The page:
Bastianich, Aaron Franklin, Ming Tsai, Nick Stellino, Pati Jinish and
many more.

On Fox

-- “MasterChef
Junior” has a two-hour season-finale May 18.

-- “MasterChef”
stars its season May 31; it will be 8 p.m. Wednesdays, followed at 9
by the new “The F Word” -- a competition aired live in most time
zones.

-- “Hell's
Kitchen” returns next season. All four shows feature Gordon Ramsay;
this season's non-Ramsay show (“My Kitchen Rules”) had so-so
ratings.

Other broadcast
networks

-- Several have
short-run competition shows. Most recently, ABC had the Christmastime
“Great Holiday Baking Show.”

Daytime

Weekday shows that
often have a strong food interest include:

-- “The Chew,” 1
p.m. (noon PT), ABC.

-- “Rachael Ray,”
syndicated to stations; check local listings.

-- “Home and
Family,” 10 a.m., Hallmark, with reruns at noon.

On cable

-- The Food Network
is a staple. A Variety trade-paper list of 113 cable channels puts it
at No. 1 in homes (92.9 million) and No. 14 in average viewers
(596,000).

-- The Cooking
Channel, its sister channel, is in 64 million homes and averages
91,000 viewers.

-- On Bravo, “Top
Chef” recently finished its 14th season. “Recipe For
Deception” and Graham Elliot's “Going Off the Menu” aren't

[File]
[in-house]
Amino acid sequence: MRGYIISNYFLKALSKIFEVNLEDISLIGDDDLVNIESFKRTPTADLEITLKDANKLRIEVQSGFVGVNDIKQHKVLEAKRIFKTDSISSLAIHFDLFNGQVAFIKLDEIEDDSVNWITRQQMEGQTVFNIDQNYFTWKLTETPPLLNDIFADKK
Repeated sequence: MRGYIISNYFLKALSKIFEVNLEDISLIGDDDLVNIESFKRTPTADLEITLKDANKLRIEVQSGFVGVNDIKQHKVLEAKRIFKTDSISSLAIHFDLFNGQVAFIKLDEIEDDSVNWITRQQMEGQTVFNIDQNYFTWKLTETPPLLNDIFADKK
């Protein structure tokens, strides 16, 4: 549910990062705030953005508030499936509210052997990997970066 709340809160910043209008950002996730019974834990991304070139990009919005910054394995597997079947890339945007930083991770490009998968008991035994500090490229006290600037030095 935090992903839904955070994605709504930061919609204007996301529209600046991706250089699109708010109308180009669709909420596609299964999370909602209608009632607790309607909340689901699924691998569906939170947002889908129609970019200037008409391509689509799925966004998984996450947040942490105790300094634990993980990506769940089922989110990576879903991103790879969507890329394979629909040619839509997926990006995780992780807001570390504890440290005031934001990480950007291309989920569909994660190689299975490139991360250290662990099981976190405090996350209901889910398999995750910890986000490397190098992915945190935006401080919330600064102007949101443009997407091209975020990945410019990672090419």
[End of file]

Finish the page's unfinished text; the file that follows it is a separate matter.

currently on the schedule.

-- Anthony
Bourdain's “Parts Unknown” is 9 p.m. Sundays on CNN, rerunning at
midnights. His previous shows rerun often on the Travel Channel.

-- And much more.

 

American food? It's the best ... or the worst ... just ask the experts


PBS viewers can soon catch a couple of nights of strong, food-oriented profiles. There are terrific new hours on James Beard (May 19) and Jacques Pepin (May 26), paired with reruns on, respectively, Julia Child and Alice Waters. That combination, however, leads to a fun and fascinating subject -- the state of American cooking, good or bad. Here's a story I sent to papers; next, I'll have an expanded list of TV-food shows.

By Mike Hughes

Sure, we hear a lot
about French food – or Italian or Greek or more. They're said to be
quite tasty.

But what about
American food ? It's the worst ... or the best ... or both. Just ask
the master chefs featured in some fascinating PBS profiles this
month.

Americans “are
thinking that food should be cheap and fast and easy,” Alice Waters
said. “And that it's OK to eat in the car. We are not concerned
about who is in the kitchen or where the food came from.”

Then again, we have
immense variety and potential. Just ask Jacques Pepin about his
native land.

“In France, people
eat French 99-and-a-half percent of the time,” he said. The same
sort of monotone exists in Italy or Spain or beyond, he said ... but
not here. “There are 24,000 restaurants in New York City. This is
absolutely amazing .... You can go to a Swahili restaurant or Turkish
or French.”

Some Americans